This is a Continuation in Part application for Safety Guide for Surgical Placement of Sharp Instruments, Originally filed Oct. 26, 2000 Ser. No. 09/697-463, issued as Pat. No. 6,613,039 Divisional Application Filed 3 Jul., 03, Ser. No. 10/613,387
1. Field of Invention
In the field of surgery, this invention relates to a safety device for handling and advancing a safe trochar through a patient's soft tissue, including the dermal layers.
2. Description of Prior Art
The implementation of safety measures in the workplace of health-care personnel, such as physicians, nurses and phlebotomists, has lagged behind such implementation in other industries. Nurses have been concerned with hazards posed by sharp devices associated with their practices and have joined other medical practitioner groups to push for safer hardware, workplace environments, and injury reporting. As an answer to the problem, in the 1990s several states enacted laws concerning health-care worker safety. In 2000, the President of the United States signed into effect the “Needlestick Safety and Prevention Act” (H. R. 5178) requiring health-care facilities to use “Safe Medical Devices”. A limited number of devices are now available that diminish the exposure of health-care personnel to scratches and puncture wounds and contamination by potentially dangerous body fluids or chemicals which may lead to infection. Such pathogens as HIV, Hepatitis B, Hepatitis C, staphylococcus and streptococcus bacteria and others, may be transferred from the patient to health-care workers by scratches and puncture wounds. The American Nurses Association (ANA) reports that more than twenty diseases can be transmitted through sharps or needlestick injuries. The newly available devices include convenient safety sheaths around hypodermic needles and intravenous medication bottles. The nature of surgical procedures, however, unavoidably exposes medical personnel, including surgeons, assistants, and nurses, to many other sharp and potentially injurious instruments. The instruments include not only needles, but also trochars, scalpels, retractors and many other sharp and pointed tools. The National Institute for Occupational Safety and Health (NIOSH) reports that “while the exact number of needlestick injuries is not available, it is estimated there are 600,000 to 1,000,000 needlestick injuries in the United States per year, resulting in up to 1,000 new cases of HIV, Hepatitis B or Hepatitis C annually.”
One of the most dangerous of sharp instruments used in surgery is the trochar; an elongated, highly polished spear-like instrument, utilized, amongst other purposes, to make stab wounds in soft tissue for the placement of surgical drains. Until the hardware of the present invention, no safe trochar has been available.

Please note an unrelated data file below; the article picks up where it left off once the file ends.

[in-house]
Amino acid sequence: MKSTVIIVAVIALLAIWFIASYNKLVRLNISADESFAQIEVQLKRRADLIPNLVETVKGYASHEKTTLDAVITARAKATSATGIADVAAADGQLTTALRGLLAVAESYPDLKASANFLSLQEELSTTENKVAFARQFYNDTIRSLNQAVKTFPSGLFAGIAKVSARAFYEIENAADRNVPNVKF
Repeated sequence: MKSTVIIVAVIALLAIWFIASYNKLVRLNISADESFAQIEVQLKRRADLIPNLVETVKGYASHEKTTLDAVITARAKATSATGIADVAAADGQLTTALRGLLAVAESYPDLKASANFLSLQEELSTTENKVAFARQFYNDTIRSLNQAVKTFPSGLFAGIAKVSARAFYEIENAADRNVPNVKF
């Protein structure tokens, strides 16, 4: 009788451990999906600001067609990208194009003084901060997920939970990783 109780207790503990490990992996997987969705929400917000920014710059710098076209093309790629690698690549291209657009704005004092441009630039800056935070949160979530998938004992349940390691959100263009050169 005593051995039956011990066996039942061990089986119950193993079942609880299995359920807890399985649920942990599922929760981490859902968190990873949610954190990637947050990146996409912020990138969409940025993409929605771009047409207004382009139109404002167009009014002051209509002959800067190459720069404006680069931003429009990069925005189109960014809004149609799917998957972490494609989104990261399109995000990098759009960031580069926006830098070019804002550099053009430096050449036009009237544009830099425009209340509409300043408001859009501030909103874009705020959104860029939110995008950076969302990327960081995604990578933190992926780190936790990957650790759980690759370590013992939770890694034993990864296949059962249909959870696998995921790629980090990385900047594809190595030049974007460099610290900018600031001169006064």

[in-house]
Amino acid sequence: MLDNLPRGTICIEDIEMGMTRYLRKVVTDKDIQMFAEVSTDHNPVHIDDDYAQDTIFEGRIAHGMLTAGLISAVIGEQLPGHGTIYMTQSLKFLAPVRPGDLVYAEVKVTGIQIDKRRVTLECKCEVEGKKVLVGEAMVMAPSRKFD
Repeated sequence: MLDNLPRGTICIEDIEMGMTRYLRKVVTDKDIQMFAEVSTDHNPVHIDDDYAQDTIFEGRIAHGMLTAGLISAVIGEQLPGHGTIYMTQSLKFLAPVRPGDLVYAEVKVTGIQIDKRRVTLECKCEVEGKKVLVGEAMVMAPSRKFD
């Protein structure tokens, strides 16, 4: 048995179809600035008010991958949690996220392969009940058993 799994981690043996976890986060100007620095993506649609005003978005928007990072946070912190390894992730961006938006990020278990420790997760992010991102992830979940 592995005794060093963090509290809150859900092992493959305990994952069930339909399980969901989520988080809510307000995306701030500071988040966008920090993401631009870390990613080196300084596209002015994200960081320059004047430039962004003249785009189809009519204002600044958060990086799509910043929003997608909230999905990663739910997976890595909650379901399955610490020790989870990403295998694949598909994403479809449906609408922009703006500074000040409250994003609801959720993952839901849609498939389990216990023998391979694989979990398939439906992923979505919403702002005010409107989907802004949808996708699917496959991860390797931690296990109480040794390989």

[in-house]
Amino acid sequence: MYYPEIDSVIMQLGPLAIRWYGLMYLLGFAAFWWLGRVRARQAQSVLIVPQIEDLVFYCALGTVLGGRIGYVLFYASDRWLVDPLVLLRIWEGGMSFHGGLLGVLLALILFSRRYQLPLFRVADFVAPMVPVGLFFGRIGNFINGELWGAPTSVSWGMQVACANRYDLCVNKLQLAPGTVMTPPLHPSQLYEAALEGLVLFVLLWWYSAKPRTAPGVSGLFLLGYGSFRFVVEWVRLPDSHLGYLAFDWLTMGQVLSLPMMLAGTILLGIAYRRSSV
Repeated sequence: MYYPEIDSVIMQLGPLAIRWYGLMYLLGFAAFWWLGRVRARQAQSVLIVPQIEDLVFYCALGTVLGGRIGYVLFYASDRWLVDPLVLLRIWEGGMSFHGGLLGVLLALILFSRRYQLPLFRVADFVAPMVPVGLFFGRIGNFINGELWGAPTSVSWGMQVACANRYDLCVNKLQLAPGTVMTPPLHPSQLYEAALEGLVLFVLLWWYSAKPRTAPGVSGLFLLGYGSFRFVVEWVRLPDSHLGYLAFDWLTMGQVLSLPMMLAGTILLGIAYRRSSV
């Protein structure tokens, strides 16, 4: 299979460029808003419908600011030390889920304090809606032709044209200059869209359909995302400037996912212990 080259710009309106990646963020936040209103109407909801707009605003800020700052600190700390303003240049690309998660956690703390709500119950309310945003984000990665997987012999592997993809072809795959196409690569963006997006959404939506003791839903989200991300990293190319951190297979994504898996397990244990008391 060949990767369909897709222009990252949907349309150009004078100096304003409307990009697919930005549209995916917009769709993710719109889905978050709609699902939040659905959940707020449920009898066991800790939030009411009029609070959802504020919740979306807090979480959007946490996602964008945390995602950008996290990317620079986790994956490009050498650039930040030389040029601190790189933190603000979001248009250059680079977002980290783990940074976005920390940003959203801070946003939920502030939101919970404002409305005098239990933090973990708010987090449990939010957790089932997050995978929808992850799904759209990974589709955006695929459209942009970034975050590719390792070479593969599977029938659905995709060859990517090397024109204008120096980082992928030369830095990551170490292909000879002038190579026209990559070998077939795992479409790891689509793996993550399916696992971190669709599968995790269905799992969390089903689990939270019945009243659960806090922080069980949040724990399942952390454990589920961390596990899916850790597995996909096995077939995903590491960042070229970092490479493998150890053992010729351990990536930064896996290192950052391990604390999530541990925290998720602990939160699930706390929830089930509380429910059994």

Surgical drains are used in a wide variety of surgical procedures. The drains are tubular and made of soft materials; plastics and rubbers being common. One end of such a drain is placed in a body cavity and the other end extends outside of the patient's body. The drain exits the body through a stab wound, created by a trochar, in the soft tissue through the skin. The drain carries fluids into a reservoir attached to the other end of the drain tube. The drain facilitates the removal of an unwanted collection of fluid, including serum, blood, bile and/or waste materials such as pus. In addition to conducting waste materials, drains may serve as salvage devices. In a procedure known as “autologous transfusion”, using drains after deep tissue surgery, blood may be collected, washed or unwashed, and transfused into the patient's body.
It will be appreciated from the above, that many surgical drains are installed daily. Since most surgical drains are inserted through the skin with trochars, it is obvious that a safe trochar is a much-needed device. Before the hardware of this invention, no trochar was available which provided built-in safety features for installing surgical drains. In this invention, a safe trochar is provided. The hardware of this invention also provides a safety guide for enhancing the handling of this safety trochar and for protecting OR personnel.
Trochars often have plastic protective sheaths when presented to the sterile field in the Operating Room. Such a protective sheath covers the trochar's sharp point and reduces damage during shipping and handling. The removal of the plastic protective sheath, necessary prior to use of the trochar, is a bit tedious. Often times, the plastic sticks to the trochar and resists removal. When it does finally slide off, the resulting sudden reaction causes the protective sheath to go in one direction and the trochar in another. The sharp point may contact something or someone in the process. The sharp point may be damaged, or someone may be cut or stabbed. The hardware of this invention provides a protective sheath that is installed before shipping. This protective sheath is on the safety trochar as presented into the sterile field. But, OR personnel do not have to remove this protective sheath; the trochar automatically slides out of the sheath by action of the safety guide.